HER SWINGIN' '60s CREDENTIALS: After working as a London model, this stylish British beauty played "Miss Goodthighs" in the Bond spoof Casino Royale and then memorable movie love interests for Frank Sinatra in The Detective and for Steve McQueen in Bullitt.
CATEGORIES OF SWINGIN' CHICK: Bond Beauty, Movie Star, and Model
BIRTH: She was born in 1944, making her a foxy fifteen at the beginning of the '60s. Her moniker at birth: Winnifred Jacqueline Fraser-Bisset, she's sometimes credited as Jackie in her films, and in Casino Royale she's billed as Jacky (her last name is pronounced BISS-et, by the way). Her exotic birthplace: Weybridge, England, about fifteen miles southwest of London.
IMPACT ON THE '60s: Jacqueline's star rose rapidly in the '60s, but her greatest fame came in the '70s when she dressed light for The Deep. So strong was her impact, Playboy ranked her #86 when the magazine published its list of the "100 Sexiest Stars of the Century" in January, '99 (also on that Playboy list were two-dozen other Swingin' Chicks of the '60s, including #1 Marilyn Monroe, #14 Anita Ekberg, and #42 Angie Dickinson).
CAREER IN THE '60s: She started as a model in '64, then she worked as an extra in The Knack...and How to Get It in '65, which led to a burst of two films a year for the rest of the decade. Her character in Casino Royale ('67), Miss Goodthighs, had a three-minute scene with Peter Sellers in a hotel room, where she simultaneously seduced and drugged him. She was later killed off by Ursula Andress's character. Among Jacqueline's other '60s films was Two for the Road, a starring vehicle for Audrey Hepburn. Jacqueline's role in The Detective ('68) was supposedly intended for Mia Farrow until Frank Sinatra, playing the shamus, told his young wife to am-scray. Bullitt ('68) propelled Jacqueline to further stardom and set her up for the great decade to come.
CAREER OUTSIDE THE '60s: The '70s got off to a great start for Jacqueline with the role as Gwen, the sexy stew who had Dean Martin's love child in the Oscar-nominated blockbuster Airport ('70). She's the one who's standing closest to the mad bomber when he detonates his briefcase, and she takes the full force of the concussion. At the end of the movie she's wheeled out on a gurney with Dino hovering over her. Later roles include Day for Night in '73, Murder on the Orient Express in '74, The Deep in '77 with its legendary wet T-shirt action, Who Is Killing the Great Chefs of Europe in '78, Class in '83, Under the Volcano in '84, and Dangerous Beauty in '98. She's now got about sixty films on her resume. Not just a gorgeous star, she's listed as Producer of Rich and Famous in '81.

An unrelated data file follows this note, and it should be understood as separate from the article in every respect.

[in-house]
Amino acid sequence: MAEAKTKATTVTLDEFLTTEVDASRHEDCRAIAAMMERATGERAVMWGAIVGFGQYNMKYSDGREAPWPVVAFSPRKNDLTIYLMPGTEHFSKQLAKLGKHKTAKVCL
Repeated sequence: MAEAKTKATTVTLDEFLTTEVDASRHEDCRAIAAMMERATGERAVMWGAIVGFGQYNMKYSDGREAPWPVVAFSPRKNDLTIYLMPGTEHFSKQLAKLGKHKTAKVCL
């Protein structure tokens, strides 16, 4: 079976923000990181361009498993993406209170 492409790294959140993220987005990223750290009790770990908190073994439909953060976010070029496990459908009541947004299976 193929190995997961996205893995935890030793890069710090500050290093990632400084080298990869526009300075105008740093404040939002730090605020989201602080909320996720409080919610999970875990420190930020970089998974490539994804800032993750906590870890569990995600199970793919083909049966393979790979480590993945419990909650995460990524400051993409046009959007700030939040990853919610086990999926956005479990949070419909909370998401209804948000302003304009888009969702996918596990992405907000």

TALENT: With those looks, she didn't need much talent, but she's probably a better actress than most people realize, as verified by the numerous acting awards she's been nominated for: Golden Globes in '69, '79, and '85, and an Emmy for Outstanding Supporting Actress in '99 for "Joan of Arc." Her Golden Globe nomination in '69 was for Most Promising Newcomer, the movie was The Sweet Ride (that award was won that year by another Swingin' Chick of the '60s, Olivia Hussey, in Romeo and Juliet). The older McQueen said of his young paramour in Bullitt: "She catches good; she can throw it back to you with a great depth for a girl of that age."
HER '60s LOOK: She's got one of the most perfect faces in movies a timeless look that transcends fashion, considered by no less than Steve McQueen to be the most beautiful of any actress he worked with. When we ran a poll at this site where visitors could vote on various categories, she was one of the ten nominees in the poll for Prettiest Face, coming in second behind Sharon Tate and ahead of Catherine Deneuve. Curvy, leggy, athletic physically she had a great look that was only hinted at in most of her '60s movies. In Casino Royale she's dressed only in a short nightshirt for her one scene, revealing her long legs to good effect. All her formidable assets were revealed to more stunning effect in 1977's The Deep.
LIFESTYLE: A swingin' London model, she reportedly had an affair with a married Steve McQueen on the set of Bullitt. Then in '68 she moved in with actor Michael Sarrazin, the guy in They Shoot Horses, Don't They? with Jane Fonda. She was also romantically linked to superstars of the decade -- Frank, Dean, Terence Stamp, and Marcello Mastroianni. For much of the '80s Jacqueline took up with balletboy Alexander Godunov, whose real name was Boris. He defected to the U.S. in '79, and he died of "natural causes" -- though rumors pegged those causes as AIDS -- at the age of 46 in '95. In February 2002 she told columnist Liz Smith why she, like many famous actresses, never married:
"I'm not against marriage, but I'm afraid if I married, I might become lazy about everything. I would start nagging. I nag enough as it is. I have this tendency to 'make suggestions.' I have a hard enough time keeping my mouth shut being single; imagine how I would be if married."
EXTRAS: Miss Goodthighs was one of three Bond babes with a "good" name: Dr. Holly Goodhead, played by Lois Chiles in Moonraker, and Mary Goodnight, played by Britt Ekland in The Man with the Golden Gun ... Jacqueline claimed in a televised interview that she didn't like the name Goodthighs because she didn't think she had particularly good thighs, and the name just brought attention to one of her weakest attributes ... what's more, though her scenes only took two days to film, the producers kept her on the set for ten weeks, working her into the backgrounds of other scenes as one of Orson Welles' gang members ... in June of 2001 Bullitt was ranked #36 (right behind Jurassic Park) on the American Film Institute's list of the most thrilling movies of all time (Psycho with Janet Leigh was #1) ... Jacqueline's page here at Swingin' Chicks of the '60s continues to be in the top three in terms of number of visits.